The weather today was much better than forecast (thunderstorm and rain expected!). It was a bit humid though for the four of us who turned up. A bit of maintance work was then theorder of the day when Sam and Ian adjusted the hingeopening the gateinto the field, which now works a treat. (Thanks lads.)
Meanwhile Tina continued her metal detecting at the bonfire site before the grass gets its second cut, only finding old hinges and bits of chicken wire. Ian, Sam and Terry trimmed some of surrounding trees in case we had another branch falling incident!
After a coffeee break and a slice of cake we went to Test Pit11 and saw that, considering all the rain we've had recently, it was in quite good order (as seen below).
Test Pit 11, context 01
Test Pit 11, context 02
We first cleared a good-sized area around this Test Pit of grass and weeds etc. and Tina was able to metal detect it, finding several hand-made nails. Despite Ian and Terry only having the basic of tools, they then managed to excavate down to context 02 (above). Astonishingly within that10 cm of soil 6 trays of building material were found including stone, bricks, tiles and slate, one piece of glass and two sherds of pottery!
As it looked like being another hot day Terry erected the gazebo for a planning meeting for our Annual Open Day this year at Winnall Mill in July (see our diary of events).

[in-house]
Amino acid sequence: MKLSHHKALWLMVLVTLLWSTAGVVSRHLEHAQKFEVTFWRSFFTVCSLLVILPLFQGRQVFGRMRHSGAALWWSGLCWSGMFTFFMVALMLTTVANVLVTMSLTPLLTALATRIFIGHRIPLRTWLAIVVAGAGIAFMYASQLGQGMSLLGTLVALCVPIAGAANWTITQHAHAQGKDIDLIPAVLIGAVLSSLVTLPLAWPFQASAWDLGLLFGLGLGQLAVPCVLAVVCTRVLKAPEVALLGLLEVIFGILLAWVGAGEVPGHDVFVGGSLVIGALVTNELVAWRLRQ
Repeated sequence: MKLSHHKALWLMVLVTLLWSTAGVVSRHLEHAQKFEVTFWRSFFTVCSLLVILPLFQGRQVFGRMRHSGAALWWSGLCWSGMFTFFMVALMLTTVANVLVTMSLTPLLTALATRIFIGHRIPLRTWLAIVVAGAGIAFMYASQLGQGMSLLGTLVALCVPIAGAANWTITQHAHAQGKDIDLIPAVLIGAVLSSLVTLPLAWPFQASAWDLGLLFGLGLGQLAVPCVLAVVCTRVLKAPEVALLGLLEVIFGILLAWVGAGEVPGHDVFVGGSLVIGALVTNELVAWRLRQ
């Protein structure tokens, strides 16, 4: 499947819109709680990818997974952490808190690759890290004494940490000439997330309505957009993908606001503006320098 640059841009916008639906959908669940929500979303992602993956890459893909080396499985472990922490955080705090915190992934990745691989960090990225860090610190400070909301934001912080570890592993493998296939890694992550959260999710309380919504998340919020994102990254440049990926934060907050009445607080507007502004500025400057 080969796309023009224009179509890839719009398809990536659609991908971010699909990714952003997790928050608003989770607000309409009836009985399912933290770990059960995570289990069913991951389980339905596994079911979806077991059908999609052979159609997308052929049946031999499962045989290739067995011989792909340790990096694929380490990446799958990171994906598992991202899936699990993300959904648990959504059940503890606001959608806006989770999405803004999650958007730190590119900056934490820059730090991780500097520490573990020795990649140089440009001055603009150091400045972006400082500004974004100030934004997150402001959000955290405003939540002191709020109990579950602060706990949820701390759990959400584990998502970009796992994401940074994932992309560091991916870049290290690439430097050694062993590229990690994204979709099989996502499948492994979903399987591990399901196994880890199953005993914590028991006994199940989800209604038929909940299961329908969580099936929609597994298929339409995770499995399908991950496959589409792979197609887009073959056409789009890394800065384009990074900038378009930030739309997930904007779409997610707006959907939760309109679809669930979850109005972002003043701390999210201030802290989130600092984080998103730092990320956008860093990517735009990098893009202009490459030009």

After the meeting, and while the team (not all represented) were still gathered together, this photo was taken to wish our distinguished member Dr Murray Andrews a very Happy Birthday (that's what the sign says).
Test Pit 12 context 2 with its rabbit hole on the left.
Work was continued on Test Pit 12 by a group of the ladies (not sure what the men were doing!). The soil in this trench had already proved hard going last week, and it continued to be a combination of very compacted soil and a mat of tree roots of varying sizes. Even with the addition of some splashed water it made very little impact. Finally by the end of the day a slightly softer, damper level was reached along with some of the first real finds, but it was still a struggle to attain the targetted second level, 20cms of depth.
The Team in action
Test pit 11, context 04 reached bedrock at 45cm (in the sondage above) so the pit was closed once it was recorded as below.
After some recent heavy rain showers, the team of six returned to the Orchard site expecting it to be rather soggy, but as you can see in the photo below it had drained off fairly well. Whilst working their way down the layers of soil, recording their finds every 10cm in accordance with the Test-pitting scheme, those working on this testpit came across a row of old clay land drains. So they decided to investigate this further, hence the extended trench to the south.
Trench TP13 extention (TP13A)
A nice example of a clay field drain.
Quite why this drain was located here is so far unknown (the location was chosen for a testpit because an old map showed evidence of a possible building here). After digging in the lower part of the adjacent field, where several of our earlier testpits hit very wet clay, the higher ground in thisnorthern area appears to be naturally better drained, although the clay content is also quite high at around the 30cm depth in most of the pits.
The team relax in the lovely sunshine for a spot of lunch.